Toys & Games

Steve Beck has invented, co-invented and developed a number of electronic high-tech toys and video games over 30 years. These are mass edition multiple editions offered to kids of all ages for fun, stimulation, and enjoyment.

Bird Songs Book (2006)

Steve Beck implemented custom audio styling design and engineering with special audio data compression to fit 250 bird songs from Cornell into a tiny digital audio player embedded in this book using only 2 MB of memory. Published by Becker & Mayer, Bellevue, WA in association with Chronicle Books, San Francisco. Many more Bird Songs books are coming out this year.

Bird Songs Book


Mattel Juice Box (2004)

Steve Beck lead an international engineering team in San Francisco, New York and China to develop this iPod like portable personal media player for kids. It played up to 45 minutes of video, cartoons and movies all from a 32 MB solid state plug in memory card. MP3 music and JPEG photos could also be downloaded from a PC. In collaboration with 4Kids Entertainment and Original San Francisco Toy Company. Custom video and audio compression technology was developed for this product. Published by Mattel.

Mattel Juice Box


Talking Wrinkles (1986)

Wrinkles was an artificial intelligence talking dog and puppet with seven sensors and a vocabulary of over 2,500 sentences, laughs, barks and moans. Created in collaboration with Eddy Goldfarb it uses an 80C31 8 bit microprocessor with only 32 Kbytes of memory. Published by Coleco.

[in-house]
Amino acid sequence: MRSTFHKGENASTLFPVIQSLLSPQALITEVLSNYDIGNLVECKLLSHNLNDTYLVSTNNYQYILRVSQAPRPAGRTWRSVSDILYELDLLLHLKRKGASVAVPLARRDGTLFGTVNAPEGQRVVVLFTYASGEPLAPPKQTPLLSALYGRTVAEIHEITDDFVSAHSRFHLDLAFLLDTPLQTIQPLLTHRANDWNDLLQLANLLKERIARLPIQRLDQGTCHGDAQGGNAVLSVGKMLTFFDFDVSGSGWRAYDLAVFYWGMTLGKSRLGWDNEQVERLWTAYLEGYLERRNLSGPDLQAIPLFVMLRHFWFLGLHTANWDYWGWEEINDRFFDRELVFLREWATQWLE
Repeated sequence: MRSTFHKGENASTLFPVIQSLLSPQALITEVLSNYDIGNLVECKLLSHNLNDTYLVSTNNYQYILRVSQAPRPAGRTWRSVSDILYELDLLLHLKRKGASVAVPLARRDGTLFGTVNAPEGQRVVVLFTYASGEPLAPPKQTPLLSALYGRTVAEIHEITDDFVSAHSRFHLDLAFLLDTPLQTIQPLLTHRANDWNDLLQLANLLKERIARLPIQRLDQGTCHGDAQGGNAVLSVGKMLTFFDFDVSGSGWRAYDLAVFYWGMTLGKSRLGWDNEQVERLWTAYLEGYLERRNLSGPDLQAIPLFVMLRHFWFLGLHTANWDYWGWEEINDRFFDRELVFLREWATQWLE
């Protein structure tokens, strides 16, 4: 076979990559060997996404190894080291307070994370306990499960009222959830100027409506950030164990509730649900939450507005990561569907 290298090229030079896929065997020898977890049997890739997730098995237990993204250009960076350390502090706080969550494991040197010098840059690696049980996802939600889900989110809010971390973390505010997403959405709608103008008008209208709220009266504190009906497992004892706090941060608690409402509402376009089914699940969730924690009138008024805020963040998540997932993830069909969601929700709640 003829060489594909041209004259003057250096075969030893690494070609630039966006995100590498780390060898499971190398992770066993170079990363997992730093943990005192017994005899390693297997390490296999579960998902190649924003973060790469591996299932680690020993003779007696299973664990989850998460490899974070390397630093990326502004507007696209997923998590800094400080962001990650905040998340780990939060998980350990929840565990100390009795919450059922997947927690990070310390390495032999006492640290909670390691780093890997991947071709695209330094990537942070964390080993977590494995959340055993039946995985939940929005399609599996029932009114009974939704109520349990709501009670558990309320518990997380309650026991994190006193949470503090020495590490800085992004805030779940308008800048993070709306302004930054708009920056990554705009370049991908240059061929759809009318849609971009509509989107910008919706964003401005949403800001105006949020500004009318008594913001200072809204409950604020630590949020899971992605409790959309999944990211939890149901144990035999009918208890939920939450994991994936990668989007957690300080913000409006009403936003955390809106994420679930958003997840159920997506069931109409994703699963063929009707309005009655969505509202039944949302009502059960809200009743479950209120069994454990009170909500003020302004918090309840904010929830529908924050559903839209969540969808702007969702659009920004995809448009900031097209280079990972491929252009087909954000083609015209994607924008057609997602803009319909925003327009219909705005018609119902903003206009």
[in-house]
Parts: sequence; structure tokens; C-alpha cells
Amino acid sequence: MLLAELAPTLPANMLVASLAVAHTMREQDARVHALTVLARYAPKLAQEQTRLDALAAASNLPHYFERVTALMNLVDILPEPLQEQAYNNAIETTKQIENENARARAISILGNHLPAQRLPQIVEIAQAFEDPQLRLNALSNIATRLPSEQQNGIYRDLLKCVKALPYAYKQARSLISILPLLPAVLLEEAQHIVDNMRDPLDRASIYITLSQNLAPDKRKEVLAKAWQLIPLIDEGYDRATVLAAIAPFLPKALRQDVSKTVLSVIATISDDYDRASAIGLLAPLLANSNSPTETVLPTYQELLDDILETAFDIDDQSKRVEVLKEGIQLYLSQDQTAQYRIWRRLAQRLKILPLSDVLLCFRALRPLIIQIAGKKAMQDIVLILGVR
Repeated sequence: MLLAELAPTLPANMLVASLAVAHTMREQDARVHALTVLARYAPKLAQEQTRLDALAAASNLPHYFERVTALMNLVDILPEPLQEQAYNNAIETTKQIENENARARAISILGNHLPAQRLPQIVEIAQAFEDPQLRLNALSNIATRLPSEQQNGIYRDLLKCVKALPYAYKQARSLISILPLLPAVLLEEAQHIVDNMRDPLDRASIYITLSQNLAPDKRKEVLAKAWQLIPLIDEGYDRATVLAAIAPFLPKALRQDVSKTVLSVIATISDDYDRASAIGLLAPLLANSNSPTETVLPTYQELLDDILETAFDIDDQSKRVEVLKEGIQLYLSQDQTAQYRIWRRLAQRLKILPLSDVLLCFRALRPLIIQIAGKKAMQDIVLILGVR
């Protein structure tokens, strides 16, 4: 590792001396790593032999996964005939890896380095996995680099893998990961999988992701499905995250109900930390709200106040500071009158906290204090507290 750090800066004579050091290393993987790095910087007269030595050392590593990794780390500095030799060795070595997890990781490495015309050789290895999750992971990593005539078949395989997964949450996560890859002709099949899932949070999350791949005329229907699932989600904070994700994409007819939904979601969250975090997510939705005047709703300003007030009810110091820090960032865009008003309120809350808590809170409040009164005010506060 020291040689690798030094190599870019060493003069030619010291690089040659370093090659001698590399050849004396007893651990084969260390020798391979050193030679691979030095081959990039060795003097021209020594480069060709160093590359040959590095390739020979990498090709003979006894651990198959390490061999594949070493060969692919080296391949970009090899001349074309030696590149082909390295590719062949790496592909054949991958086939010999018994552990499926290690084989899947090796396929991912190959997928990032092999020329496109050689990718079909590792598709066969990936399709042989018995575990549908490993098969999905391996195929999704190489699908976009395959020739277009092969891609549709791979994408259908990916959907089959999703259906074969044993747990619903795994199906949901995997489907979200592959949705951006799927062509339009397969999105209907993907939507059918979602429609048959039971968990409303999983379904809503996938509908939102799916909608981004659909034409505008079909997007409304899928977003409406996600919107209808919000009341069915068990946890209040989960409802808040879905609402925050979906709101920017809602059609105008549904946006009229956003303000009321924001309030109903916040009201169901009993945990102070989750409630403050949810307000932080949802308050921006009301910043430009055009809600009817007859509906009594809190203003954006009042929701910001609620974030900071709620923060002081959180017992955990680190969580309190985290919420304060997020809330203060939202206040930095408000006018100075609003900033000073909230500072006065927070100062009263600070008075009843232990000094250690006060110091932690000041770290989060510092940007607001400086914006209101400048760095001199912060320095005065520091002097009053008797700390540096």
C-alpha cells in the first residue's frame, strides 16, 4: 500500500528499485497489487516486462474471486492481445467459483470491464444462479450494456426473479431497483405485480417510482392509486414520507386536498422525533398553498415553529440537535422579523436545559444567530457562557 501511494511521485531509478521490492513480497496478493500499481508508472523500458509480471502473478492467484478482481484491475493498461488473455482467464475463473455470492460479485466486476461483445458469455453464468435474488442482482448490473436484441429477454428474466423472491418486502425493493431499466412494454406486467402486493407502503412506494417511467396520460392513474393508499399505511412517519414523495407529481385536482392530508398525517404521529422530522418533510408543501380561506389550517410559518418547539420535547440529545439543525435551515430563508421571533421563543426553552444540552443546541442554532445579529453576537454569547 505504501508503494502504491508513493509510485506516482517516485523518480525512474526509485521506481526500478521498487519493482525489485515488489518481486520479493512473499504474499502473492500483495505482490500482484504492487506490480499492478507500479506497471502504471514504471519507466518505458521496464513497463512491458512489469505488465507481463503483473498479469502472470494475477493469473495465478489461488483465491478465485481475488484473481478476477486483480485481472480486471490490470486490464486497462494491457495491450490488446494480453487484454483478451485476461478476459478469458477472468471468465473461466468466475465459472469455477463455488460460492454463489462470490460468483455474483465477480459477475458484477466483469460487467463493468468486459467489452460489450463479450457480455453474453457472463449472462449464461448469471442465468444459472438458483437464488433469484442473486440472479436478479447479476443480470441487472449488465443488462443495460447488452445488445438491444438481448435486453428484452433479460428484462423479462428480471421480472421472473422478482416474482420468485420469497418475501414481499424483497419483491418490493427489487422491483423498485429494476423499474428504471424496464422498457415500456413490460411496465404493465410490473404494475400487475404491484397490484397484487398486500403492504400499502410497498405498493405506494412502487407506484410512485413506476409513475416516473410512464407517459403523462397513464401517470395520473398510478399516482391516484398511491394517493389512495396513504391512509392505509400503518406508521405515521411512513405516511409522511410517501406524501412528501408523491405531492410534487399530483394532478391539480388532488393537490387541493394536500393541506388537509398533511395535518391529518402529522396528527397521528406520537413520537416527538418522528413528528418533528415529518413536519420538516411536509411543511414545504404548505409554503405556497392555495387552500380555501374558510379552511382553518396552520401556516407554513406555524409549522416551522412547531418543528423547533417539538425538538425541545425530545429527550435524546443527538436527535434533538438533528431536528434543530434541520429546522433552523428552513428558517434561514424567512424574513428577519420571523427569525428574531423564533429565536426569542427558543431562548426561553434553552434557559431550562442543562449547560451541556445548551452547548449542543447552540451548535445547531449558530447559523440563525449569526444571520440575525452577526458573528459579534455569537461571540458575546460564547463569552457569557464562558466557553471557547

Talking Wrinkles


Save The Whales Video Game (1982)

Beck created and programmed this video game for the Atari 2600 video game system. It can be found among collectors these days.

Save the Whales


Strobe (1980)

Steve Beck collaborated with legendary toy inventor Eddy Goldfarb to create this first generation electronic toy, an electronic ping pong game using light and sound. Published by Lakeside Games.



Star Wars Electronic Battle Game (1979)

This was the first electronic toy which Beck developed in collaboration with legendary toy inventor Eddy Goldfarb of Los Angeles, California. Beck had seen the first Star Wars movie and was able to program a four bit TMS1000 microprocessor to play the Star Wars theme song and to sound like R2D2. This toy is really a reaction game played with light and sound. It can also be completely played by only the sound or the light, for sight and hearing impaired persons.

Star Wars Electronic Battle Game